Thursday, September 25, 2008

I Am the Next Stephen King (or Lesson Learned: Write What You Know)

Tip of the Day: If you come across some horribly embarrassing angsty poetry that you wrote when you were a pre-teen or teen, burn it. Or post it on here so we can all have a giggle. :)

Before I started writing YA around three and a half years ago I didn't write much fiction. I used to write stories and such as a child but not so much as an adult. I wrote loads of nonfiction though. The first time I tried to write a fiction book was a little over four years ago and I decided I was going to write a horror/murder mystery story. Yup—I was going for Stephen King-esque stuff. I got about 29 pages in and realized, hmmm, I know nothing about really scary killers, police investigations, or big murder mysteries. I can’t really go anywhere with this book. I was majorly stuck. And the idea was kinda crazy anyway. The book was called Best Friends Forever and was, get this, about a psycho killer who is the Main Character’s (a college professor) best friend since childhood and she is kidnapping college girls and setting them up in a slumber party atmosphere in a hidden house (unbeknownst to the MC of course). The killer never felt like she had real friends growing up so she was forcing girls, dead or alive, to be her friend now.

Oh boy, I can’t believe I’m even posting this. This will come back to haunt me won’t it?
Ok. Here are two snippets from the book:

* * *

“Why are you doing this to me?” Amanda cried as she wiggled in the hard wood chair, trying to free herself. “Who the hell are you? Untie me you goddamn freak!” The room had a faint sweet smell, like baby powder. It reminded Amanda of the Babe perfume she wore when she was a kid. The room was small with white walls and white shelves with stuffed animals and books set upon them. There was a small twin size princess bed with a flowery pink canapĂ© against a wall and a pink bean bag chair in the corner. A small TV sat atop the white desk only a few feet from where Amanda was tied.

“Now, now,” a woman replied in a sweet voice, “do you really have to be nasty? No one likes a bad attitude. Try to calm down.”

“Screw you!” Amanda screamed and wiggled harder, trying to pull her hands from the yellow twined rope that tied them to the back of the chair. Her wrists burned from the rubbing of the rope. “You have no right to keep me here! You can’t do this to me! Help! Someone help me!” Amanda screamed but didn’t know if it would help. Or who could possibly hear her. She didn’t know where she was except that it must be a house. And she didn’t know how she got here. One minute she was getting in her car in the campus parking lot, the next thing she knew she was tied to a chair in what looked like a kid’s bedroom.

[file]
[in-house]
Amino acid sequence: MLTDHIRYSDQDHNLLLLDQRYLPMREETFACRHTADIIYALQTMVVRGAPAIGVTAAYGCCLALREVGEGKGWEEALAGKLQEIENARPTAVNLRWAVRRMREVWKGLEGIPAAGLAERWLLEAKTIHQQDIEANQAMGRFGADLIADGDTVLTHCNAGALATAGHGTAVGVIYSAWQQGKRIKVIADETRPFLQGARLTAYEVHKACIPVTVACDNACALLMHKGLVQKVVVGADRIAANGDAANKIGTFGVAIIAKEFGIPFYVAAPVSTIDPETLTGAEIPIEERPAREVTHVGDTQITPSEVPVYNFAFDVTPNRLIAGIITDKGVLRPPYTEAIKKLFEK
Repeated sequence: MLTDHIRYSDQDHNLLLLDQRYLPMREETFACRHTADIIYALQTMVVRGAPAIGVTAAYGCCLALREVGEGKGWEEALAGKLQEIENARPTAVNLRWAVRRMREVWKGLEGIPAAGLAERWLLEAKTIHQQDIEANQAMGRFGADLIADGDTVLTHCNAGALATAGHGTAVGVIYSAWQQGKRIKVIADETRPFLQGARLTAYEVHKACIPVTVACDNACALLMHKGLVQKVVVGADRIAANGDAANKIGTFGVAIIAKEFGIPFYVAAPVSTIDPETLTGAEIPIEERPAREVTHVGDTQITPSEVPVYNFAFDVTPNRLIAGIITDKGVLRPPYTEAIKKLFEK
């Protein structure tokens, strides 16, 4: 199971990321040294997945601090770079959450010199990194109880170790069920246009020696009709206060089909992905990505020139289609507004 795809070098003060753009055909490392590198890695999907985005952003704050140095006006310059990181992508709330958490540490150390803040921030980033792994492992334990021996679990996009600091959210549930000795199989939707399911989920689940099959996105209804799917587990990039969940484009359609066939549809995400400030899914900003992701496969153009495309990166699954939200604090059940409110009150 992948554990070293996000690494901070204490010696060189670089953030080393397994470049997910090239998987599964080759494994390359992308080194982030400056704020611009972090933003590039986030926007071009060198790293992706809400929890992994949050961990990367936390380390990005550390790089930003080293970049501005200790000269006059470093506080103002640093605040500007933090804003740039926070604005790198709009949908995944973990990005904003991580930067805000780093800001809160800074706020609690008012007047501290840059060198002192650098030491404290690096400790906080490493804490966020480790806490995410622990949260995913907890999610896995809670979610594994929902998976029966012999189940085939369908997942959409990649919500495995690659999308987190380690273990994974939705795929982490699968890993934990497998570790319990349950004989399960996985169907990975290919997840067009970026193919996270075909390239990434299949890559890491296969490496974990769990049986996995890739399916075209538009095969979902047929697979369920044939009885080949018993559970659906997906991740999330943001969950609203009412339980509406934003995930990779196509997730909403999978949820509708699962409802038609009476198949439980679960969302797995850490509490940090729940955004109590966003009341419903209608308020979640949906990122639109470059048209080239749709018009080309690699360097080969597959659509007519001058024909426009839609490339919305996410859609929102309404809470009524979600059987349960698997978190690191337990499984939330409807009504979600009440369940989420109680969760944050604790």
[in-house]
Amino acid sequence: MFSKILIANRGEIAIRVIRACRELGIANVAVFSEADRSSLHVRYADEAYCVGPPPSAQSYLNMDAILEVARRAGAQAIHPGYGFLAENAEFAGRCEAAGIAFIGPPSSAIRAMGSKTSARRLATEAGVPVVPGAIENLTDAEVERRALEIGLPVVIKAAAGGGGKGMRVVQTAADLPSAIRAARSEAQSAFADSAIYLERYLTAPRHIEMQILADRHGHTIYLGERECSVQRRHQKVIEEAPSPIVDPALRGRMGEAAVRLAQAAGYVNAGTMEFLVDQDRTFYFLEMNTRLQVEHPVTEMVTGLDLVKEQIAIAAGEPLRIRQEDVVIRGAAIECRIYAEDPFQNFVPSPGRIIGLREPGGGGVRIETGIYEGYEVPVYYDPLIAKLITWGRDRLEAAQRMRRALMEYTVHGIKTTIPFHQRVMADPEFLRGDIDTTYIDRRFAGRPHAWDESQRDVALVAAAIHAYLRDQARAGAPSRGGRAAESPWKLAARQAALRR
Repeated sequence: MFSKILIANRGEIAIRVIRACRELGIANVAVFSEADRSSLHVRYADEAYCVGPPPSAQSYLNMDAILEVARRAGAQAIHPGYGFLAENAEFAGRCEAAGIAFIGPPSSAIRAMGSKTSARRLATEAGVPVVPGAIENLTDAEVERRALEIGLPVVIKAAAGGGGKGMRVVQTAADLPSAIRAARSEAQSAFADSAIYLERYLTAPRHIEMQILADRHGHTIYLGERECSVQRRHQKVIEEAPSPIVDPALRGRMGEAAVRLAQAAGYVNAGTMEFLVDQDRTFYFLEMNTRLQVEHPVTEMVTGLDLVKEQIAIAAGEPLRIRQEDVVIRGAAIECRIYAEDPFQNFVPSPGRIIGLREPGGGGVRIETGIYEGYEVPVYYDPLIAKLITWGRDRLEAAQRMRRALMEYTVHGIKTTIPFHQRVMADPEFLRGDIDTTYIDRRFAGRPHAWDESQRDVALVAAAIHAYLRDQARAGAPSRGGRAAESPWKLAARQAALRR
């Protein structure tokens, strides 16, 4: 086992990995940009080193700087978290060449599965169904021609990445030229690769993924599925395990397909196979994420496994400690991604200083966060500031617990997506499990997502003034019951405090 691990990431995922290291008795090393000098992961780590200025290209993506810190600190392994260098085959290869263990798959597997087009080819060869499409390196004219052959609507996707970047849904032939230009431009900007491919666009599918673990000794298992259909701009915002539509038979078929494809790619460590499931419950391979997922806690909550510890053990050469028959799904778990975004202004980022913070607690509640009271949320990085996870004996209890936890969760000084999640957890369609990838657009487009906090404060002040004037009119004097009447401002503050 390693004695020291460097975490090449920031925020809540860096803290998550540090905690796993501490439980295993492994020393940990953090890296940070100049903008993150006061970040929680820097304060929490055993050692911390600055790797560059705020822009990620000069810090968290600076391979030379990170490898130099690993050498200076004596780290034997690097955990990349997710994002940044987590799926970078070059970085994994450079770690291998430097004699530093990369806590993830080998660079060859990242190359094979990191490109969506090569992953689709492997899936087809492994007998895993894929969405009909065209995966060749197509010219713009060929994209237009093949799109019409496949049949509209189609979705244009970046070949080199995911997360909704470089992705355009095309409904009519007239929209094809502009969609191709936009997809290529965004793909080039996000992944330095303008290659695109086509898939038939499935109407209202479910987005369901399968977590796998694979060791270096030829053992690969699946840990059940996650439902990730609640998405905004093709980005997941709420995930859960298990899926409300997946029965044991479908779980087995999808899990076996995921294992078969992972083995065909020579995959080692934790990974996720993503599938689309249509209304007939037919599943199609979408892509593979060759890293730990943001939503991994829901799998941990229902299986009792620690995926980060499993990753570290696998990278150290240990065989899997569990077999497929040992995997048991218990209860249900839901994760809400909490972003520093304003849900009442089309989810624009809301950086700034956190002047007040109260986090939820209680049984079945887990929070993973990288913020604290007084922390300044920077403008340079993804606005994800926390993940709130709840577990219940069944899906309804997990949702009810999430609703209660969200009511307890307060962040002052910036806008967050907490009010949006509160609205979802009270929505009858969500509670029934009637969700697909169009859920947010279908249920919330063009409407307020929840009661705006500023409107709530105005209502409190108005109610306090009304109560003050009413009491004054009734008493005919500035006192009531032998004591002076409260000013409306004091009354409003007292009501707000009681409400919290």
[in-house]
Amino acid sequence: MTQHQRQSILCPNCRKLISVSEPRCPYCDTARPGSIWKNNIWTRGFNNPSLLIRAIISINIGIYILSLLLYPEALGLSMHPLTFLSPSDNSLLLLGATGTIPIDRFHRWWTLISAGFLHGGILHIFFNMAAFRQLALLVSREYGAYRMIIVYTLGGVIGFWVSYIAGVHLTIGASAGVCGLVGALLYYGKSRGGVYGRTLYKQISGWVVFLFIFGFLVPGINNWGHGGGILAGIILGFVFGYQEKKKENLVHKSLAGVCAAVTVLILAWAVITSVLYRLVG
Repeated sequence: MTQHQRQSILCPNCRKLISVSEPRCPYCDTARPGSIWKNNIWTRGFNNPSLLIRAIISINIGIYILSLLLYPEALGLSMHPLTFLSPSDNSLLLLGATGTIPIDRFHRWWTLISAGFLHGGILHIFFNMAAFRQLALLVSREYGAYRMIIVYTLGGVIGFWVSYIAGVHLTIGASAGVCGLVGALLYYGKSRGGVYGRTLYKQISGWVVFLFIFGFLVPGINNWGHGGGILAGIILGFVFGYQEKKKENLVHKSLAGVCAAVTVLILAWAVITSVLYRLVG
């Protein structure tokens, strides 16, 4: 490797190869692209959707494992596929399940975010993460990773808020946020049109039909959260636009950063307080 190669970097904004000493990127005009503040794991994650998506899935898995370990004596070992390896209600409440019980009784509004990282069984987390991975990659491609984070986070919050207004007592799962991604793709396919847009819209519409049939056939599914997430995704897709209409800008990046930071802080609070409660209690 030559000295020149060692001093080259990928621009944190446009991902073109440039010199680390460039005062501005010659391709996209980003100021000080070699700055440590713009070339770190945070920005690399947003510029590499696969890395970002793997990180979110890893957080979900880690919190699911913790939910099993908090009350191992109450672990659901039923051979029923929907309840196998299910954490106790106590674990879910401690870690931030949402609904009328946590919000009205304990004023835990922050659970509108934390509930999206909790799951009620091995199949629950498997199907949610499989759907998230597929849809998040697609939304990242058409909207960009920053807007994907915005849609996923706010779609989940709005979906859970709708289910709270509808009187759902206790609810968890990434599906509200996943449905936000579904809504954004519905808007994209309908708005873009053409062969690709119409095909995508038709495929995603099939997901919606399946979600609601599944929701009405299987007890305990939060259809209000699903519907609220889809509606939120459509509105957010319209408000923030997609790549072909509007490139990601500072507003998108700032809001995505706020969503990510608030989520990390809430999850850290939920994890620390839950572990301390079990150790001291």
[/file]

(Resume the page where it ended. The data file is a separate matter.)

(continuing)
“Geez Louise Amanda. You are a selfish, selfish girl.” The woman crossed the small room and began to rummage through a black duffel bag on the floor. She pulled out a roll of silver duck tape and turned back around to face the screaming girl. “Don’t you know that a good friend doesn’t just talk but listens?” the woman asked.

Amanda’s eyes widened as the strange woman ripped off 6 inches of duck tape and smoothed it across her mouth.

“There, much better,” she said. “We are going to get along just fine.”

And another snippet:

“So Jen, do you have a crush on anyone from school?”

Jen slowly lifted her head to the right and tried to open her eyes. Her head was too heavy and she felt it roll back down to her chin. She waited a moment and then tried to roll her head to a straight up position again. She managed to hold it upright and blinked her eyes open.

“Wh…what…who are you?” Jen mumbled, straining to keep her eyes open and focused on the woman sitting cross-legged on the floor.

“We were talking about boys. Who do you think is cute?” the woman asked.


“I said, who do you think is cute from school?” the woman said in an annoyed voice.

“School?” Jenn stammered, “you go to Chicago U?”

“Chicago U?” the woman repeated laughing. “Oh Jen, you are so funny. No, Apple Grove high school of course.”

“Huh?” Jen said utterly confused. “What are you doing? Who is that?” she said now noticing the girl laying stretched out in front of the woman, apparently asleep.

“What does it look like I am doing?” the woman answered, brushing the long black hair of the dead girl stretched out on the rug before her. “Molly’s hair.”

Weird right? How on earth did I go from there to YA?! And the writing is terrible. Repeat myself much? The girl is stretched out, the girl is laying stretched out. Help, someone help! She didn’t know if it would help. And I love how in one line we know that the girl on the floor is apparently asleep but then we know in the next line that she is dead. I obviously had no critique partners back then.

Kristina, Miss Soon-to-Pub


Kate Fall said...

The thing is, this really could be a YA! With a few changes of course, but you could have girls in the high school mysteriously disappearing. The best friend who solves the mystery could be a student instead. It's hard to imagine a serial killer with a bff anyway.

Lisa Schroeder said...

The plot makes me think of something you might see on Lifetime. Or something. :)

DeenaML said...

Tina, this is hilarious! It reminds me of the movie script I wrote in HS with my friend Kim about a sleepover where one of the girls murders the others by pouring pool chemicals in the punch.

Emily Marshall said...

Okay, you as Stephen King is a bit funny. But I think it could be done. It does sound very lifetimeish.